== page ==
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Re: Coreutils enhancement: ls: add colorization of mountpoints

From: Rob Landley
Subject: Re: Coreutils enhancement: ls: add colorization of mountpoints
Date: Wed, 18 Oct 2023 00:13:54 -0500
User-agent: Mozilla/5.0 (X11; Linux x86_64; rv:102.0) Gecko/20100101 Thunderbird/102.10.0

On 10/17/23 12:05, Parke wrote:
>> On 10/16/23 16:50, Parke wrote:
>> > I am contemplating extending ls so that mountpoints can be colorized
>> > (via LS_COLORS).
> On Tue, Oct 17, 2023 at 2:30 AM Rob Landley <> wrote:
>> But not -F ?
> I had forgotten about -F, and I do not use -F.  I am indifferent as to
> whether or not mountpoints receive a custom --classify indicator.  I
> was not planning on implementing such an indicator.

Which would be inconsistent behavior.

>> > I'm hoping that a mountpoint can be detected by comparing the st_dev
>> > fields returned by calling stat() on a directory and on that
>> > directory's parent.
>> --bind mounts exist,
> If bind mounts get their own st_dev device id (and they probably do?),
> then they would be colored the same as mountpoints.  In my opinion,
> this is expected and desired.

They do not, but if it's a bind mount from a different filesystem you would
color it as a mount point, and if it's a bind mount from elsewhere within the
same filesystem you would not, introducing more inconsistent behavior.

>> following symlinks with -L could get weird...
> Off the cuff, I'd say that the real (dereferenced) parent should be
> checked.  (I.e. not the parent of the symlink.  This would result in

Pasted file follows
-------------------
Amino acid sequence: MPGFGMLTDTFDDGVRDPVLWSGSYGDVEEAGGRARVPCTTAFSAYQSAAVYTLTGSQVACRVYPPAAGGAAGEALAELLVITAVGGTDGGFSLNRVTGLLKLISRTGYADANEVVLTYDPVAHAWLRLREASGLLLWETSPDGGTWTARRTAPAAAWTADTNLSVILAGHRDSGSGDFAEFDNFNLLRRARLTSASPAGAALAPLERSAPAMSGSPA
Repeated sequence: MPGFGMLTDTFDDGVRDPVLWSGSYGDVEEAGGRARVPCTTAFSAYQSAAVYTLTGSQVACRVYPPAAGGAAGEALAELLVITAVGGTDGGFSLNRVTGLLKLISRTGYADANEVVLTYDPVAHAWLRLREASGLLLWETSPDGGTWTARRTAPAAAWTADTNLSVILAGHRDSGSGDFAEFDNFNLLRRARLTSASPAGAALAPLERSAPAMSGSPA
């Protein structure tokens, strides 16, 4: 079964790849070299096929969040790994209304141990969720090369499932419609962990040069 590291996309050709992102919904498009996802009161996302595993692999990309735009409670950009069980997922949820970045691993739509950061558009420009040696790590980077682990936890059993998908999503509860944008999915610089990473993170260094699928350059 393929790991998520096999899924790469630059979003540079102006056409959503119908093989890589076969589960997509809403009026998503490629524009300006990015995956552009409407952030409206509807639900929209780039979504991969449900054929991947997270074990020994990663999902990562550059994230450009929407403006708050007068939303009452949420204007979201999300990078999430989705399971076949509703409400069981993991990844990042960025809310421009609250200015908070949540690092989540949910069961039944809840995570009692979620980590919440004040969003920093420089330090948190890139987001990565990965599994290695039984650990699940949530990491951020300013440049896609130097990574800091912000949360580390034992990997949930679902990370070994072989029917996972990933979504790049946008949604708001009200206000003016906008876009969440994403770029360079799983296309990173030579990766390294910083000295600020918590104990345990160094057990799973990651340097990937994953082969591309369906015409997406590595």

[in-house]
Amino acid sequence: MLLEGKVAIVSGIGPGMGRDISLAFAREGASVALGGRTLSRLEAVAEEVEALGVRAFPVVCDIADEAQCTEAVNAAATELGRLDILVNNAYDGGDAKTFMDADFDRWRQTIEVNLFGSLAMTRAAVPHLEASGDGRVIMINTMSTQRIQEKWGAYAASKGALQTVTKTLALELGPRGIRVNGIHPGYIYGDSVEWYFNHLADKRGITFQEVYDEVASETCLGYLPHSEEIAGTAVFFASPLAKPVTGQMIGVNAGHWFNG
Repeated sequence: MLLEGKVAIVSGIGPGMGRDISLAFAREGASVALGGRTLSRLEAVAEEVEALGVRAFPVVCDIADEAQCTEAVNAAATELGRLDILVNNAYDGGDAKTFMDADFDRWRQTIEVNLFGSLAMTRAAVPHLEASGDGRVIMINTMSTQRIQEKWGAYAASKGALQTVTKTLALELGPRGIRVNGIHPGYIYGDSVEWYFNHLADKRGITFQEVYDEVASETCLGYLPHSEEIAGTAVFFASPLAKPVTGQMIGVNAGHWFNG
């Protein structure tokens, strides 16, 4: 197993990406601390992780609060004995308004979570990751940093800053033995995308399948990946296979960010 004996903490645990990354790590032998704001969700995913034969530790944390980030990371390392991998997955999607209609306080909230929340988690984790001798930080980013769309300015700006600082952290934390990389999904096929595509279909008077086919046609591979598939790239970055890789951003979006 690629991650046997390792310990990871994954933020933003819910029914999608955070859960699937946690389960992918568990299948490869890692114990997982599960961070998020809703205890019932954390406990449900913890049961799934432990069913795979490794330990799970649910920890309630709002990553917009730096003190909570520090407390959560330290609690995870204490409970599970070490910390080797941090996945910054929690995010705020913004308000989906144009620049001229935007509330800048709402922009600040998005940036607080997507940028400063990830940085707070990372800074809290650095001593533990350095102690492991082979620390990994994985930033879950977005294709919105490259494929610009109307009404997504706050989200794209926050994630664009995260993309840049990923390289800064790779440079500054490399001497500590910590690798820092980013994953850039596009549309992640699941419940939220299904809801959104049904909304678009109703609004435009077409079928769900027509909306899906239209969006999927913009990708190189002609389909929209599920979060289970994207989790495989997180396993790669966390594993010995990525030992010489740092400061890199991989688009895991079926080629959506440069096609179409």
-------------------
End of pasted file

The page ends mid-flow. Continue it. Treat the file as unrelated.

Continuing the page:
> additional calls to stat().)

I haven't looked at coreutils' implementation (I'm generally relucatant to look
at GPLv3 source when maintaining a BSD licensed project) but in general -L
selects stat vs lstat so it only does a stat once, and under that implementation
wouldn't -L  make symlinks show up as mount points?

>> Once upon a time you could chattr +i on ext2 to nail a file in place
> Does chattr +i affect st_dev?  If not, then it is beyond the scope of
> what I am proposing.

The issue has larger scope than you propose to address, true. Users would have
to understand what subset of the problem space your implementation addresses in
order to understand the tool's output. I.E. we'd have to know how the code is
written to use it.

Right now ls is reporting the readdir()/stat() output, with any overlays on that
being the user's problem. Inconsistently automating specific special cases on
top of that does not seem like it would make life simpler.

>> Nobody ever said ls showed the full story, and trying to get it to do so is 
>> both
>> a can of worms and "now the simple posix tool exhibits complex non-obvious
>> behavior when we ask simple questions"...
> A fair point.  In the context of my personal workflows, being able to
> always see Btrfs subvolumes and ZFS datasets (and bind mounts, and
> other mountpoints as well) is valuable.

grep $PWD /proc/mounts


P.S. Yeah yeah, modulo percent escapes in proc strings mapping to the need to
quote $PWD... linux/fs/proc_namespace.c:show_vfs_mount() does seq_path_root(m,
&mnt_path, &p->root, " \t\n\\") which is a wrapper for mangle_path() in
linux/fs/seq_file.c which is doing:

                        *s++ = '\\';
                        *s++ = '0' + ((c & 0300) >> 6);
                        *s++ = '0' + ((c & 070) >> 3);
                        *s++ = '0' + (c & 07);

which implies you can just echo -e to get it back, so TECHNICALLY you may want a
small shell script:

awk '{print $2}' /proc/mounts | while read i; do echo -e "$i"; done | \
  grep -F "^$(readlink -f .)"

which seems most useful for piping the output into "xargs -d '\n' umount" since
"umount -R dir" isn't a thing. (Yet.)

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